On being Crimed 99 in the Army. THE YPRES TIMES 135 ONE thing that must have impressed and sometimes amused many of us on quitting civil life for military service during the war was the subject of "crime" in the Army. I had been joined up but a few days when one morning, whilst tidying up the hut in which I had been appointed orderly, the camp sergeant-major stepped in to have a look round. On learning that I was a raw recruit he gave me some hints about the keeping of a hutHow essential it was to cleanliness to have the floor swept as often as need beHow imperative it was that all tins and platters and such like things be washed and polished and put away or hung in their appointed places. I appreciated his remarks until, on turning to move away, he advised me to be careful and not "drop into crime." In my greenness I hastened to inform him that I was not in the habit of committing crimes, at which rejoinder he smiled faintly, and remarked that of course crime in the Army was a somewhat different thing from the samples of it reported in the daily newspapersand, with a further observation to the effect that I would soon be shedding all my civilianism, he took his leave. The Army, I found, winked at sin but punished crime. There appeared to be a difference. Any act that tended directly to lower discipline was a crime. Language the most blasphemous could be indulged in with impunity, but if a man lost his cap badge he was taken under escort before his C.O., and if no good explanation of its disappearance was forthcoming he paid the penalty by forfeiting, let us say, two days' pay, and, in addition, the cost of a new cap badge was charged to his account; and all this because he could not produce an article of Government property which as likely as not his neighbour had pinched from him. Again, of an evening, some half-dozen soldiers might have been seen under going hard drill for a couple of hours under a corporal. Like the bad schoolboy who. gets extra lines to commit to memory, these men, in expiation of their crimes," were sentenced to extra drills. In full accoutrement they are manoeuvred and marched about keeping the parade ground warm for various offences. One of the men had probably come on parade the previous morning with a three days' growth on his chin; another may have been found with a dirty rifle, while a third, imagining that he was unwell, had gone sick the day before. The M.O., however, certifying him to be quite well, he is promptly crimed for thinking he wasn't, and is made to pay for his mistake. These are, perhaps, a few of the lesser crimes in the Army code, but between these and the great capital crime of desertion, there are varying offences, such as drunkenness, late for parade, insubordination, etc., with corresponding penalties for the delinquents. And not many escaped with a clean sheet during their term of service. In the eye of the military no man is faultless, which of course is good horse sense. A fault is as essential to the man as his pay-book. He may be able to conceal it for a time; it may be stowed away in his haversack with his Field- Marshal's baton, but sooner or later it is brought to light. If, however, by some mischance any man should have joined up without a fault, you may be sure the sergeant would have no difficulty in finding one for him. To put it in a sentence, the Army looked for crime. A watchful eye was there fore kept upon the troops' illicities, and that "non-com." was suspect if he had no crimes to report over a given period. He was lax with wrong-doers and would no doubt be interrogated closely by his superiors. Pondering this, one sees there is logic in it. Where large numbers of men are gathered together under such conditions and such stern control, breaches of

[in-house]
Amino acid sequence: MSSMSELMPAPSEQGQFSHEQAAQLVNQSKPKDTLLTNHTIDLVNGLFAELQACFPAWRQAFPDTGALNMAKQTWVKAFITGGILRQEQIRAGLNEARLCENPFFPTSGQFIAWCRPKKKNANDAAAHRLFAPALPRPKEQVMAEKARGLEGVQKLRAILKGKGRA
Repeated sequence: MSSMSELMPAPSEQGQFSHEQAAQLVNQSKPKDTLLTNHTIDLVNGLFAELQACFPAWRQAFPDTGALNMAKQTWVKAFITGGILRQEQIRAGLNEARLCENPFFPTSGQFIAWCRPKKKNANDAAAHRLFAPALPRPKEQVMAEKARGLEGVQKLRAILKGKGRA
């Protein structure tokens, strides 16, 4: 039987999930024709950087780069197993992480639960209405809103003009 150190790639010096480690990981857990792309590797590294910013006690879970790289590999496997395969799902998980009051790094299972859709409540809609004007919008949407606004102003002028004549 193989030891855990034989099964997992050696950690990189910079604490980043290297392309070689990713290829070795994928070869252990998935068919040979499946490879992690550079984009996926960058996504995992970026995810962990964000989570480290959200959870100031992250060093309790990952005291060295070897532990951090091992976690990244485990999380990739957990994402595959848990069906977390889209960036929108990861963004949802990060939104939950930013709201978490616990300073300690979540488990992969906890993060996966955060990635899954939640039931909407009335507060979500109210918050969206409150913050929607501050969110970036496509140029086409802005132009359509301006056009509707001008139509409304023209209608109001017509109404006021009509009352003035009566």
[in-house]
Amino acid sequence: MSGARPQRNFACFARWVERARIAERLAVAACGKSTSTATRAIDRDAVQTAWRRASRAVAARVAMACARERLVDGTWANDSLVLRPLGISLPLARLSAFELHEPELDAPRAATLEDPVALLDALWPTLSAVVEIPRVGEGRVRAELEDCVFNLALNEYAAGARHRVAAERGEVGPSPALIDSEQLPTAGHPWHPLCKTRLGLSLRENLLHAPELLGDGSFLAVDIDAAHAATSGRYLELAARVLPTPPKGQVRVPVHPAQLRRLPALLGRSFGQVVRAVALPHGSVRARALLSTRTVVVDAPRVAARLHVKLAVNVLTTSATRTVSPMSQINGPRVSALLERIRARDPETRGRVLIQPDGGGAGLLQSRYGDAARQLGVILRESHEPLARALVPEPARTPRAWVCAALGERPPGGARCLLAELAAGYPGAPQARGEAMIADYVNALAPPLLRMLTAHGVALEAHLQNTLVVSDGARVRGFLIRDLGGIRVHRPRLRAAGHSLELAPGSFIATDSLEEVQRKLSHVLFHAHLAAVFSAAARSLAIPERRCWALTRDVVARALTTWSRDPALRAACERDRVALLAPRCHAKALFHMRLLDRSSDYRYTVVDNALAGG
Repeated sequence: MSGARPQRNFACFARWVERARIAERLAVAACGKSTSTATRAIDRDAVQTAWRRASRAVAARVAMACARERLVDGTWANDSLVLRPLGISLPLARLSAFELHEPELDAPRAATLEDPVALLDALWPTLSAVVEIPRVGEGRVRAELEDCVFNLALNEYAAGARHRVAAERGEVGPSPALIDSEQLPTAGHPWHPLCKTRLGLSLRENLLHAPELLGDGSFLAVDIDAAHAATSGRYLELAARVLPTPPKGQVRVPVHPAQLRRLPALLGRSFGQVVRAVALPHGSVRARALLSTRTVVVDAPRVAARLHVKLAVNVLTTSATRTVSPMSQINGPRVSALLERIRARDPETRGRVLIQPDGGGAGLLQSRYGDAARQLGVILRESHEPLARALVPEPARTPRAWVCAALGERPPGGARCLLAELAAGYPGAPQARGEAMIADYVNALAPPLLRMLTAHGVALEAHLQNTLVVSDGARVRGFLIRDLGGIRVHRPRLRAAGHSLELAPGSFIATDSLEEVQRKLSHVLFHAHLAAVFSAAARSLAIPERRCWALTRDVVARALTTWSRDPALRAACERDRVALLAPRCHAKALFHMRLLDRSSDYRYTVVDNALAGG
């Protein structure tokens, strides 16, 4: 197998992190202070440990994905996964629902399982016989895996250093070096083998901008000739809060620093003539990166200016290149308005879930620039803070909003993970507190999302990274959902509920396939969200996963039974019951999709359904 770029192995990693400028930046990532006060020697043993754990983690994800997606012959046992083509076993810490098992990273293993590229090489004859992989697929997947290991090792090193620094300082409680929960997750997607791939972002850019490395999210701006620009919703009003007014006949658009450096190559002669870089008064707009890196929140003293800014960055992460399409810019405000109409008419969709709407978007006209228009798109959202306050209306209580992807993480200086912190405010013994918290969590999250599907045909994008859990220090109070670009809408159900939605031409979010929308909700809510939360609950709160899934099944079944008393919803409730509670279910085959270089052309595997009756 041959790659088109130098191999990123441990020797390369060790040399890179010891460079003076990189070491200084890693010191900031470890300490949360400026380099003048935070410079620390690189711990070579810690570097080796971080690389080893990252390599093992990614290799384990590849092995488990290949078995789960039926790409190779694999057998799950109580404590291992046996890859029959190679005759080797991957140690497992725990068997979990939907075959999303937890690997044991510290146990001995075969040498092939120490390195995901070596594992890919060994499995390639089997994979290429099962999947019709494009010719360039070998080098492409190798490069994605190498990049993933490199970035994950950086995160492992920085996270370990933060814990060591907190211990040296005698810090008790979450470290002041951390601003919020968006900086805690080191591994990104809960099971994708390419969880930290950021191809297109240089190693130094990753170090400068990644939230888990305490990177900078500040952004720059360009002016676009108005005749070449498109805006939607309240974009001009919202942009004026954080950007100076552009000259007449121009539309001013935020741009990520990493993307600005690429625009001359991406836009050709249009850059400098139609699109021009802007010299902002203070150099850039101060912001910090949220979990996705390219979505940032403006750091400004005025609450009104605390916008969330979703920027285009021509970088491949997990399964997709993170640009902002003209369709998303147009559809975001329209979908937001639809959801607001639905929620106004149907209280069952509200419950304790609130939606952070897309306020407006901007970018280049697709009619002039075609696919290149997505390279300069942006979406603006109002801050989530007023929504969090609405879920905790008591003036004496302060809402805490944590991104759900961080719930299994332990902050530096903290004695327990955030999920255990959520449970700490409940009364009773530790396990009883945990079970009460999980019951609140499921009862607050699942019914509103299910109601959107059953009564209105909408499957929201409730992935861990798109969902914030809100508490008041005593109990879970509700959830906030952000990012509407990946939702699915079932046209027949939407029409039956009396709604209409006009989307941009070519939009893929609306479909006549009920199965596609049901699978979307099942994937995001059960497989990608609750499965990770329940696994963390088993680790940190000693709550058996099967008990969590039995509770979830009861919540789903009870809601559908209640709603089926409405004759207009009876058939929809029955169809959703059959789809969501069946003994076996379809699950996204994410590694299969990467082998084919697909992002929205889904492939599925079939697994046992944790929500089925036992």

The Ypres Times (1921-1936) | 1929 | | pagina 9